Unsafe Ontario construction sites will be shutdown, confirms the province’s labour, training and skills development minister, and he expects the spirit of collaboration between employers, workers and the government will ensure jobsite safety.
“It is truly a partnership between workers and employers, everyone has to work together,” said Monte McNaughton, Ontario’s labour, training and skills development minister.
“From an employer’s perspective, we know most employers are acting in the best interests of their worker in creative safe working conditions, but there are some bad actors out there and we want them to know we are coming for those bad actors if they are not acting in the best interests of their workers.”
In a March 25 interview with the Daily Commercial News McNaughton would not explain how the provincial cabinet made the decision to include construction on its list of essential workplaces. Nor would he comment on whether it was obvious that putting more workers on jobsites would equate to a greater worker risk of contracting the virus.
If they are not safe, then employees can refuse to work,
— Monte McNaughton
Ontario Minister of Labour, Training and Skills Development
Rather the minister stressed that construction workplaces would be monitored closely by ministry inspectors, that unsafe sites would be shut down and that he was in constant contact with construction stakeholders to obtain their views and review the changing workplace landscape.
“My message is that employers should ensure their workers work in safe working conditions. We are following the advice of the Chief Prevention Officer as well as the Chief Medical Officer of Health to get through this,” explained McNaughton.
“I expect as the minister of labour that our employers are going to keep those jobsites safe. If they are not safe, then employees can refuse to work and the Ministry of Labour will not hesitate to shut unsafe worksites down.”
Inspecting workplaces for healthy and sanitary conditions is now the top priority for inspectors, he said, with workplaces expected to follow new CPO guidelines that have been posted on the Infrastructure Health and Safety Association website.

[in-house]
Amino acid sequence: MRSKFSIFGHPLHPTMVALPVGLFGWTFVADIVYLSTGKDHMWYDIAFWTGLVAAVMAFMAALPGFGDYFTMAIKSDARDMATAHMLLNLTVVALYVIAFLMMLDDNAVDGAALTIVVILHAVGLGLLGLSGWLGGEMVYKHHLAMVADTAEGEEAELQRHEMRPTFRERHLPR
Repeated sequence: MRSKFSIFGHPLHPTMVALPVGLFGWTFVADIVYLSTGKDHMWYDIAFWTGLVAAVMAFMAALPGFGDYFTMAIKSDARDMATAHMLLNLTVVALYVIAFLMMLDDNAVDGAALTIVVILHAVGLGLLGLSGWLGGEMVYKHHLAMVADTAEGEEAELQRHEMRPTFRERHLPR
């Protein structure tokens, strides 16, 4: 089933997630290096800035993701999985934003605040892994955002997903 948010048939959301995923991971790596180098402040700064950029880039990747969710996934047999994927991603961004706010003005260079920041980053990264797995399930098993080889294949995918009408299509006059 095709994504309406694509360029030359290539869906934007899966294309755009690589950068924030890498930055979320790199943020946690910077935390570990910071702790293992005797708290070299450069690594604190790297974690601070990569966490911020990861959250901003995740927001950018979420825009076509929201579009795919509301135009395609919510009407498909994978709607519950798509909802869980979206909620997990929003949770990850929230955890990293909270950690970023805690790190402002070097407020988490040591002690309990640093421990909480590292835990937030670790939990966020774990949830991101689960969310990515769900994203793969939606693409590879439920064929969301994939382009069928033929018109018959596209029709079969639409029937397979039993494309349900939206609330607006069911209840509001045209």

The Quebec government posted a list of “essential” sectors March 23, the same day as Ontario did, but construction was limited to a narrow range of sectors such as plumbing and electrical work and emergency repairs. McNaughton was asked what criteria the Ontario cabinet had considered, in contrast to the Quebec cabinet, that might have led to the different determinations.
“Obviously cabinet decisions and discussions are confidential but we are monitoring the situation every single day,” he said. “These are unprecedented times. But I can tell all workers out there and the public out there, we are working every single day to ensure those jobsites are safe for workers. I have spoken to hundreds of stakeholders since this crisis broke out, I continue working with stakeholders and I will continue to act in the best interest of the province.”
Asked if decisions are being made with economic consequences part of the considerations, McNaughton said, “The health and safety of workers is always most important but we continue to take advice from the Chief Medical Officer of Health, making decisions based on science and the medical professionals’ advice and we will continue to take that advice.
“I can tell you we have been very clear when it comes to construction and other jobsites that the health and safety of workers is our top priority, it is most important. Employees can refuse work if they believe their health and safety is at risk.”
McNaughton noted that at the beginning of the crisis he had introduced measures protecting the jobs of workers who had to isolate or stay at home to take care of sick relatives.
“That was a clear direction to workers that we are on their side,” he said.
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